15143              AORTO-ILIAC GRAFT


The patient was a man aged 83 who presented with a 3-day history of severe constant pain in the left upper quadrant, of sudden onset, which radiated down the left side and to the back, associated with vomiting. On examination the B.P. was 110/70 and there was a large rounded well-defined pulsatile swelling in the left upper quadrant, with overlying tenderness and guarding. There was a soft blowing mitral systolic murmur and a coarse aortic diastolic murmur. A provisional diagnosis of dissecting aneurysm was made. At operation next day a saccular atherosclerotic aneurysm was resected and replaced by a teflon graft. He was anuric for 4 days and then oliguric. The BUN rose to 210 mg% and he died of pneumonia on the 9th day. At postmortem the left kidney was small and there was a large infarct in it. The right kidney was large and there was an infarct at the lower pole. The liver was cirrhotic.

There was thrombosis of the left popliteal artery with gangrene of the left leg and there was venous infarction of the bowel in the superior mesenteric territory.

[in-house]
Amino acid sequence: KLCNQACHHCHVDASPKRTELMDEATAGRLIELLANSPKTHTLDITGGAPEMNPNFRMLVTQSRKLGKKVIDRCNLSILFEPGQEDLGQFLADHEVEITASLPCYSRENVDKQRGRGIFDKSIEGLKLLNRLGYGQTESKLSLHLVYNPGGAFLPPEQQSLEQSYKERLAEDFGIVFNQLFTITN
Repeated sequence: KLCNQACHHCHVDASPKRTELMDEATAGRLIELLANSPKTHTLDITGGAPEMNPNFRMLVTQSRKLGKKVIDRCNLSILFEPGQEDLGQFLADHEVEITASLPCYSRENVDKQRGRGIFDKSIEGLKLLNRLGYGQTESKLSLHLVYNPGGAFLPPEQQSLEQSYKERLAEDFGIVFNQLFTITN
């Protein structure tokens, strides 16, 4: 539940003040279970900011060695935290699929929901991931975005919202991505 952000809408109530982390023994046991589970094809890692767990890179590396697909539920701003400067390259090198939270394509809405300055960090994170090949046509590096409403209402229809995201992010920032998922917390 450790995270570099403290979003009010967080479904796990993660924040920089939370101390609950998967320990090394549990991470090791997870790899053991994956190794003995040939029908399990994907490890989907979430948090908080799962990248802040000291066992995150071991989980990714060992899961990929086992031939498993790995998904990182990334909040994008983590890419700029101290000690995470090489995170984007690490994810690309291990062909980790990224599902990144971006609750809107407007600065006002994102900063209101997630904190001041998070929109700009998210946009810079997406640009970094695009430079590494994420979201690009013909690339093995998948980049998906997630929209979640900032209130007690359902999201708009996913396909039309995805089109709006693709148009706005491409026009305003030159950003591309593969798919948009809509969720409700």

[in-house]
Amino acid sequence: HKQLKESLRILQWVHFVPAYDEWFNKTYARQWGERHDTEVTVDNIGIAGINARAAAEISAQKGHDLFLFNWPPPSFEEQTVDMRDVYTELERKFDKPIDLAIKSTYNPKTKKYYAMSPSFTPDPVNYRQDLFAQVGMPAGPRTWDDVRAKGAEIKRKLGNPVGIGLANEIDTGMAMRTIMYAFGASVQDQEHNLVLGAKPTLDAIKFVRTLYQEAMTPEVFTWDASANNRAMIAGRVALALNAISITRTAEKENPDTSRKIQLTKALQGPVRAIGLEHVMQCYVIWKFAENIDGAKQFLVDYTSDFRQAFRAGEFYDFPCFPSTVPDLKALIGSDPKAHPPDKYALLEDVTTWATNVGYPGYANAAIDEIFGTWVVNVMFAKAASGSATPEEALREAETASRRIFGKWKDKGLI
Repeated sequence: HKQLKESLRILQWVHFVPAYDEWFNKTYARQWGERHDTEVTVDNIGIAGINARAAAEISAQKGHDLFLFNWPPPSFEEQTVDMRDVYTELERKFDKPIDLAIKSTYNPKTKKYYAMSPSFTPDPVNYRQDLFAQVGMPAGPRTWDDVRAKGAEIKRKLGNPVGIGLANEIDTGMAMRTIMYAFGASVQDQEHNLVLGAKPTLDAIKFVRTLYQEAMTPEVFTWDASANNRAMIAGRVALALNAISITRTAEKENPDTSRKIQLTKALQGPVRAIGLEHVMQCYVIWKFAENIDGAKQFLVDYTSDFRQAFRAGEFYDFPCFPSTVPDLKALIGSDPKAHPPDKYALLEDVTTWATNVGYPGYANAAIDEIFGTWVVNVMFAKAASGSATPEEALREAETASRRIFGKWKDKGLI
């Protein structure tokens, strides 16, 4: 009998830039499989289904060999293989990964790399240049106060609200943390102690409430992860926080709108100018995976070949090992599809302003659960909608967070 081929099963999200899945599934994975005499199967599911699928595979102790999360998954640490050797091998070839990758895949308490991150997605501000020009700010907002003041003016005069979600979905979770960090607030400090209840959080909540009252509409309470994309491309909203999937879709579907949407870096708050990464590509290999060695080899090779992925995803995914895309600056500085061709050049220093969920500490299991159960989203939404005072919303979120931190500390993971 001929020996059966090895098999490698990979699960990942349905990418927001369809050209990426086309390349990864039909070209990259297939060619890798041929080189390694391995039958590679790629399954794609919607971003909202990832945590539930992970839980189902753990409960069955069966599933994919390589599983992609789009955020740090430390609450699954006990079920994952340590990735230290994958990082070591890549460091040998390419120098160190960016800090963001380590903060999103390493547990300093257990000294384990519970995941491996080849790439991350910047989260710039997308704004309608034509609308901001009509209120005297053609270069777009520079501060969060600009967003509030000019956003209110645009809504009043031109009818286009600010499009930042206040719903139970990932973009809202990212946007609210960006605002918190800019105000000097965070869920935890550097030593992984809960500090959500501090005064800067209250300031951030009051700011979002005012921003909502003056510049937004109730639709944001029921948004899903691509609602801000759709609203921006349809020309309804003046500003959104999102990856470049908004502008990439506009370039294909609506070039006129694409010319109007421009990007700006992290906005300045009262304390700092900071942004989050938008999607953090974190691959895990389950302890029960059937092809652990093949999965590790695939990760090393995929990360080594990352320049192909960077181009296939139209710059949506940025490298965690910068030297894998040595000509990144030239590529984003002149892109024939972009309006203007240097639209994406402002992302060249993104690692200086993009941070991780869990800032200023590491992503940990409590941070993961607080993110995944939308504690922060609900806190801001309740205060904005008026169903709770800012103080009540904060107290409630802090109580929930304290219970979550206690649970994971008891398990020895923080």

The specimen consists of the lower portion of the abdominal aorta and its major iliac branches viewed from behind. The intima of the aorta around the origins of the coeliac and superior mesenteric arteries shows calcific atherosclerosis but the arteries are not occluded. The main branches of the renal arteries are arteriosclerotic but are free from thrombus. There is an aberrant renal artery on the left side below the main vessel and this was found to be blocked by thrombus at postmortem. The lower 6 cms of the aorta and the proximal 7 cms of the common iliac arteries have been replaced by a teflon graft. The suture lines are intact and there is no thrombus in the proximal ends of the natural arterial channels below the suture lines.

Last modified: Monday, 31 July 2017, 12:14 PM